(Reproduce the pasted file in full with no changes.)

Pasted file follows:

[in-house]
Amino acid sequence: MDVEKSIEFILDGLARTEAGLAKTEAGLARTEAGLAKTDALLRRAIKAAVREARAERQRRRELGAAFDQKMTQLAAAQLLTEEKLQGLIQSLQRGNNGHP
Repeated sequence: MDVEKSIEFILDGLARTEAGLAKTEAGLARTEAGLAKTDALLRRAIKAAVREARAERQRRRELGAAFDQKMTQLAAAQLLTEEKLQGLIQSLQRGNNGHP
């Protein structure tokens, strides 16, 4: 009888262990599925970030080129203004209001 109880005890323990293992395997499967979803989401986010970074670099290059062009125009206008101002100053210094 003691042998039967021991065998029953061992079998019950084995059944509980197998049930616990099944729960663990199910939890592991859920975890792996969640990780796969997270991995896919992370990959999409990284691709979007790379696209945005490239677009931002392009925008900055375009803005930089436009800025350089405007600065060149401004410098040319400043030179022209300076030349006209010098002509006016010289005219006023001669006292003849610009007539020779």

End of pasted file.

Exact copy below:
[in-house]
Amino acid sequence: MDVEKSIEFILDGLARTEAGLAKTEAGLARTEAGLAKTDALLRRAIKAAVREARAERQRRRELGAAFDQKMTQLAAAQLLTEEKLQGLIQSLQRGNNGHP
Repeated sequence: MDVEKSIEFILDGLARTEAGLAKTEAGLARTEAGLAKTDALLRRAIKAAVREARAERQRRRELGAAFDQKMTQLAAAQLLTEEKLQGLIQSLQRGNNGHP
């Protein structure tokens, strides 16, 4: 009888262990599925970030080129203004209001 109880005890323990293992395997499967979803989401986010970074670099290059062009125009206008101002100053210094 003691042998039967021991065998029953061992079998019950084995059944509980197998049930616990099944729960663990199910939890592991859920975890792996969640990780796969997270991995896919992370990959999409990284691709979007790379696209945005490239677009931002392009925008900055375009803005930089436009800025350089405007600065060149401004410098040319400043030179022209300076030349006209010098002509006016010289005219006023001669006292003849610009007539020779």